COLDWATER, Mich. (WANE) — Heading up the interstate, drivers are most likely used to seeing signs for hotels, restaurants or insurance companies. But, since about two years ago, if you’re driving north past the Angola exit on Interstate 69, you’ll see a handful of billboards advertising marijuana dispensaries that are just over the state border in Michigan.

A billboard advertising Timber Cannabis Co. that’s coming to Sturgis Michigan “soon.”

It turns out those billboards are catching many Hoosiers’ eyes.

“I want to say about 60% of the people that we see are coming from Indiana,” said the manager of a dispensary in Coldwater, who wished to remain unnamed.

Britany Martin, the general manager of Consume Cannabis in Quincy, said Hoosiers make up more than half of her customers, as well. She added that her Indiana customers “usually” try to purchase the “maximum amount they can,” which according to her is 15 grams.

“They’re like, you know, ‘it’s so hush hush where I’m from in Indiana,'” said Martin. “I’m like ‘you know what, well welcome to the green side of things.'”

Michigan legalized recreational marijuana in 2018, meaning it is legal for adults over 21 in Michigan to grow, consume and possess marijuana. The first stores opened in December 2019 in Ann Arbor and Morenci.

The law allows individuals to possess up to 2.5 ounces of the drug and 15 grams of concentrated marijuana.

Therefore, Hoosiers traveling to Michigan to buy marijuana is perfectly legal, as long as they don’t bring what they buy back over state lines. Currently, possession of marijuana in Indiana is a Class B misdemeanor punishable by up to 180 days in jail and a possible fine up to $1,000.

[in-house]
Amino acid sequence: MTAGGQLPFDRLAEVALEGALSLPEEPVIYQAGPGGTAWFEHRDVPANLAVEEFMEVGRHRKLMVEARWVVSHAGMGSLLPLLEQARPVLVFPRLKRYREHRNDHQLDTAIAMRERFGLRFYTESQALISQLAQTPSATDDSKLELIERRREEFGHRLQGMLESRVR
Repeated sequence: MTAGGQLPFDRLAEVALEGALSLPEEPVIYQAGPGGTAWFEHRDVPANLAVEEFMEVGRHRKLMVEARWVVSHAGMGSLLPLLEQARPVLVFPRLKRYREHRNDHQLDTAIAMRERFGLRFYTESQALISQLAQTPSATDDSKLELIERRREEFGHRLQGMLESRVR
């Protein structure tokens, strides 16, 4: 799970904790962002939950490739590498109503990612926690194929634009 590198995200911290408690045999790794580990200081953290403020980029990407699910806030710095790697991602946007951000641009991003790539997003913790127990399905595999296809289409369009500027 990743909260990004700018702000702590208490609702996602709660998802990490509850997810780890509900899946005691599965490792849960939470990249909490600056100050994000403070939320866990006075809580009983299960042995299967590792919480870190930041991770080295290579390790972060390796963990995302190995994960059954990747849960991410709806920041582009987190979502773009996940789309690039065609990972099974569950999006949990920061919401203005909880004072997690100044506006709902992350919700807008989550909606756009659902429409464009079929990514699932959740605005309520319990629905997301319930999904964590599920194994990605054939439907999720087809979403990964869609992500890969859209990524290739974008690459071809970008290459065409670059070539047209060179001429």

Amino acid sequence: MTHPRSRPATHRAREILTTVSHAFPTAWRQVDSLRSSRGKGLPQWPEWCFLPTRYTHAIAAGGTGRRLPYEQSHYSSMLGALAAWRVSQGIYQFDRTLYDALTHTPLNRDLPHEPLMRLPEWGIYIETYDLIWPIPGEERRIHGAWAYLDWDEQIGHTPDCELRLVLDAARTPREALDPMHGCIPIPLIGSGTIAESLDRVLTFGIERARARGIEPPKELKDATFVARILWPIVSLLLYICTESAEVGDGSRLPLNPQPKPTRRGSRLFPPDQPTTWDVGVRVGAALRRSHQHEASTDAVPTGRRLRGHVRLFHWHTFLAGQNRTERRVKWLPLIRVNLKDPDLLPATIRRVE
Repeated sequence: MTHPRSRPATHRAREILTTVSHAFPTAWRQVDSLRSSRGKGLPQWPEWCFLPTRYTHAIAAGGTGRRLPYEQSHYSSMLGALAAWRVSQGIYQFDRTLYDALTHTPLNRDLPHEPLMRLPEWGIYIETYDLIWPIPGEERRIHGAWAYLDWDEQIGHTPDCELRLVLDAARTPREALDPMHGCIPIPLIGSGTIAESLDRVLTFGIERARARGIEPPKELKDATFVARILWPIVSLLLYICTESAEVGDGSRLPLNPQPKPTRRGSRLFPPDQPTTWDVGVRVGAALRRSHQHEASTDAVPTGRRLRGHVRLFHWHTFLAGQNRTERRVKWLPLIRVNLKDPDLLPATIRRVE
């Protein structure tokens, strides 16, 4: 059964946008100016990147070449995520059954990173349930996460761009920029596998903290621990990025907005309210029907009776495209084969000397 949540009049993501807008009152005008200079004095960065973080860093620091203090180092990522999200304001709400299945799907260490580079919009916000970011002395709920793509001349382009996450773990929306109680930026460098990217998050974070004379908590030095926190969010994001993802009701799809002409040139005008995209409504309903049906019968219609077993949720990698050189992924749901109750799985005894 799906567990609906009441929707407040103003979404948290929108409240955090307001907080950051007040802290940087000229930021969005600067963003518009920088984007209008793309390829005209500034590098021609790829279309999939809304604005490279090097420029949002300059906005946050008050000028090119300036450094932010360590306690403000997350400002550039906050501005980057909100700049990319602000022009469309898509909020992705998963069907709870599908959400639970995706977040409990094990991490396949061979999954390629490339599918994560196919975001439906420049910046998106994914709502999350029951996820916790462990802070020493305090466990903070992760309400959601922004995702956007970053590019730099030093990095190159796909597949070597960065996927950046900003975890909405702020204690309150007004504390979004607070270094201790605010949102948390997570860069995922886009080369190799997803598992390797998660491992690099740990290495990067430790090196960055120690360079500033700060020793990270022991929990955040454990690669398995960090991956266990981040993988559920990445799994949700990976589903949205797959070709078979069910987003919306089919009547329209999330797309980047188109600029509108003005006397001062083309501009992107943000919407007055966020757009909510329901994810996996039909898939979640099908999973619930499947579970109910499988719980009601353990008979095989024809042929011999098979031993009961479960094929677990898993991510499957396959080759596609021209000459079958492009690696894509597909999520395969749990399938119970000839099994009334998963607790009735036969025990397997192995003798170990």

If someone in Indiana is caught with less than 30 grams and has a prior drug offense, it is considered a Class A misdemeanor punishable by up to 1 year imprisonment and a fine of not more than $5,000.

Marijuana Dispensaries

“So they come here,” said Martin. “At this moment it does benefit us that they do not have it legal.”

It has also benefited the Wolverine State’s economy for multiple reasons. One being that marijuana is taxed. Another, that it’s bringing more traffic to the area.

“If they’re in this one area, they’re going to be able to stop off and get some food, they’re going to go ahead and put money back into this town as well,” said the dispensary manager who did not want to be named.

Martin said she’s also seen couple’s make a trip to Michigan for the experience.

“They come up for like a date night or something,” said Martin. “They grab a hotel in the area so that’s just things that, you know, help benefit every business.”

However, she says she’s heard Hoosiers say they wish they could be putting this money back into their own state. A bill to legalize cannabis and establish a cannabis regulatory agency in Indiana is currently under review in the House Committee on Courts and Criminal Code.